'The Drake Effect' Part 1: How Drizzy Changed Mixtape Culture Forever
Welcome to The Drake Effect, a weekly miniseries created by Fuse's Esteban Serrano in which we explore the various ways in which Aubrey "Drake" Graham has helped shape the culture at large. The first installment, "The Mixtape," features thoughts from Drizzy, 2 Chainz, Meek Mill (!), Rich Homie Quan, Hot 97's Bobby Trends, Genius' Rob Markman and YouHeardThatNew's Low Key about the mixtape as a shifting art form.
"Dropped a mixtape, that shit sounded like a album
Who'da thought a country wide tour would be the outcome?"
–Drake, "Forever," August 2009
In February 2009, Drake dropped So Far Gone, a 17-song free digital release featuring Lil Wayne, Bun B, Santigold and packed with original beats. Fast-forward seven years and you can't get two inches down your social media feeds without encountering that day's new mixtape, or two mixtapes, or five.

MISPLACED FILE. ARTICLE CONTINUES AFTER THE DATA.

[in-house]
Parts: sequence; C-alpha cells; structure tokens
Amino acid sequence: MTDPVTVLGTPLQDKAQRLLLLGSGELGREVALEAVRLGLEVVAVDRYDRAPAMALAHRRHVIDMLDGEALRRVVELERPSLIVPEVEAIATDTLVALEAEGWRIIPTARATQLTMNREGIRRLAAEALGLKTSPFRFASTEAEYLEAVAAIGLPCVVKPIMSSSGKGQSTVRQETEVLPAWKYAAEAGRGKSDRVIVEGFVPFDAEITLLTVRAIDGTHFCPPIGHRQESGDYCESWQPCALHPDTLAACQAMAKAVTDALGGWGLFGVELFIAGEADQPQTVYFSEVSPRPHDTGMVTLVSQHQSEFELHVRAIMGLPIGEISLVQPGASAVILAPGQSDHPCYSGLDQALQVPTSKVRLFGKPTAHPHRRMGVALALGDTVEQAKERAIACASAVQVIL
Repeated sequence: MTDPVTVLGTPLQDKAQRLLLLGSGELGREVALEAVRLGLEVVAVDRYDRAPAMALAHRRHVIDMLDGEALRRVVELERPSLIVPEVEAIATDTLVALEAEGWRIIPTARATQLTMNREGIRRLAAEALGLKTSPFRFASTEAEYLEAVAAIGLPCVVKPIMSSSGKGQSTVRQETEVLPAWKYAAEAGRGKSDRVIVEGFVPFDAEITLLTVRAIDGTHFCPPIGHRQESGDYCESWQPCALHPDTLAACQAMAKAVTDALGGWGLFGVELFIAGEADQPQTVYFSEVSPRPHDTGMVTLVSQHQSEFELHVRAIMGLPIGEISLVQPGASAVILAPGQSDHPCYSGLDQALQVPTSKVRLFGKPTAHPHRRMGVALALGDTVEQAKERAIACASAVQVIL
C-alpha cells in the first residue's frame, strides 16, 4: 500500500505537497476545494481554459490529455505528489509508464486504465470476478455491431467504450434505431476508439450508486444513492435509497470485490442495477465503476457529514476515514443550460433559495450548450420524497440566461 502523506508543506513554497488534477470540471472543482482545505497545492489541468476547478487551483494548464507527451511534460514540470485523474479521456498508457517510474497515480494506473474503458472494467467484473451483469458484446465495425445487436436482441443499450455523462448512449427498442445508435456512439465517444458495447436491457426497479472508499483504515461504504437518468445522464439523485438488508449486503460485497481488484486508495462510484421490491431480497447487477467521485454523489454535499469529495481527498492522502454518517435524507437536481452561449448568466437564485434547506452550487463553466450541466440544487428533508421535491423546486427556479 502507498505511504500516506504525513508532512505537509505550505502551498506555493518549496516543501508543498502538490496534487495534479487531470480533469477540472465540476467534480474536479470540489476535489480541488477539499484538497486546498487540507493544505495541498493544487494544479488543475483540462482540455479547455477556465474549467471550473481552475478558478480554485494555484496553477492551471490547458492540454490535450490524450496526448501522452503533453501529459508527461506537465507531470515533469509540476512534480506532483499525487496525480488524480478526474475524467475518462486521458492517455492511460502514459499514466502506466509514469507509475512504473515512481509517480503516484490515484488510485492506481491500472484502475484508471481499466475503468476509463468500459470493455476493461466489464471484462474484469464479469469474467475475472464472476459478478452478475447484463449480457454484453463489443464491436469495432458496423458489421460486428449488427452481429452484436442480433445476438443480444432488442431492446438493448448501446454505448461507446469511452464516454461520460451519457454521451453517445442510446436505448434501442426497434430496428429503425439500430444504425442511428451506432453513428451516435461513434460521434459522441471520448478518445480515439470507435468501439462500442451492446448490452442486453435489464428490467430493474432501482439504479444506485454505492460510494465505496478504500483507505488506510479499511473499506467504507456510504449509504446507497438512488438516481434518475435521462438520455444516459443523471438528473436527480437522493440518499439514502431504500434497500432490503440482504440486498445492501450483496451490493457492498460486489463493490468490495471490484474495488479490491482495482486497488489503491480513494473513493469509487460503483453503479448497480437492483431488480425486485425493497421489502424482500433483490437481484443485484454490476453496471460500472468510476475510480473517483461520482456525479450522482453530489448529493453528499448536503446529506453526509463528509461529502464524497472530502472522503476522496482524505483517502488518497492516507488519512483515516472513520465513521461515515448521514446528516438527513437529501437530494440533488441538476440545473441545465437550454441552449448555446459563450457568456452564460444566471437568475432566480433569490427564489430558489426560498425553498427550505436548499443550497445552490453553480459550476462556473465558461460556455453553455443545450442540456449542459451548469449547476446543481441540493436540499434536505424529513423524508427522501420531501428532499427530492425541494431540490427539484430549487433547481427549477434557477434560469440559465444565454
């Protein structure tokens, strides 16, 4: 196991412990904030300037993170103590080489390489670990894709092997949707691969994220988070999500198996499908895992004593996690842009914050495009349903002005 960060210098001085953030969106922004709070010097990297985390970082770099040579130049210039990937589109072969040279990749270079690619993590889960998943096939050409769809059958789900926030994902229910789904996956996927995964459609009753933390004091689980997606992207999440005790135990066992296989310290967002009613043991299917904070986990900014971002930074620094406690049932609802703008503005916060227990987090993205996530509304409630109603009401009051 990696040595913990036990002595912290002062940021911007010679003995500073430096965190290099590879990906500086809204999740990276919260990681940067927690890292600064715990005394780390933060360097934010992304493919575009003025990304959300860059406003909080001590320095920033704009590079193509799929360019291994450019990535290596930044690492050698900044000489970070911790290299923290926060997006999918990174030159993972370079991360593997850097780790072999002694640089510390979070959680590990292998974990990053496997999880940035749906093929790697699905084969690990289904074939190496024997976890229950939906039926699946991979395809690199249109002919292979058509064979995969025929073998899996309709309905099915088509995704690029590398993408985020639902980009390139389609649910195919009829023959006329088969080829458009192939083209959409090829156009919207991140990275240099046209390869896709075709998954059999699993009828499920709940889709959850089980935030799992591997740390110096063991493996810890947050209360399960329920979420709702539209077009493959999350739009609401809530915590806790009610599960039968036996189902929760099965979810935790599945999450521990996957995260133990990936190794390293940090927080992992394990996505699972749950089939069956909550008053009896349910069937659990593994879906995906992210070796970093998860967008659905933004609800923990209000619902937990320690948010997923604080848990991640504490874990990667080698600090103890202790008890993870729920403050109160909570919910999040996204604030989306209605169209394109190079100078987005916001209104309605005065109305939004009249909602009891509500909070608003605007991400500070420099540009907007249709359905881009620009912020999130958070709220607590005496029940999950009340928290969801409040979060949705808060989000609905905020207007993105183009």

"By no means was So Far Gone the first mixtape," says Markman, "but it felt like the first, because even though other artists were definitely dropping mixtapes at the time, this felt like an album."
Since his label debut in 2010, Drake has released an equal amount of mixtapes and albums, with 2015 seeing the arrival of If You're Reading This It's Too Late and, with Future, What a Time to Be Alive. "It's a very overwhelming thing to think of making an album, especially when you're not in the position of an artist that's signed and has the backing," Drake told Fuse back in the day. "I just thought it would be smarter to put free music out, and that was I didn't have to worry about clearing samples."
Watch the first part of The Drake Effect above, then come back next Wednesday, Feb. 3, for the second installment, "The Cosign." Update: It's here! Watch part two below.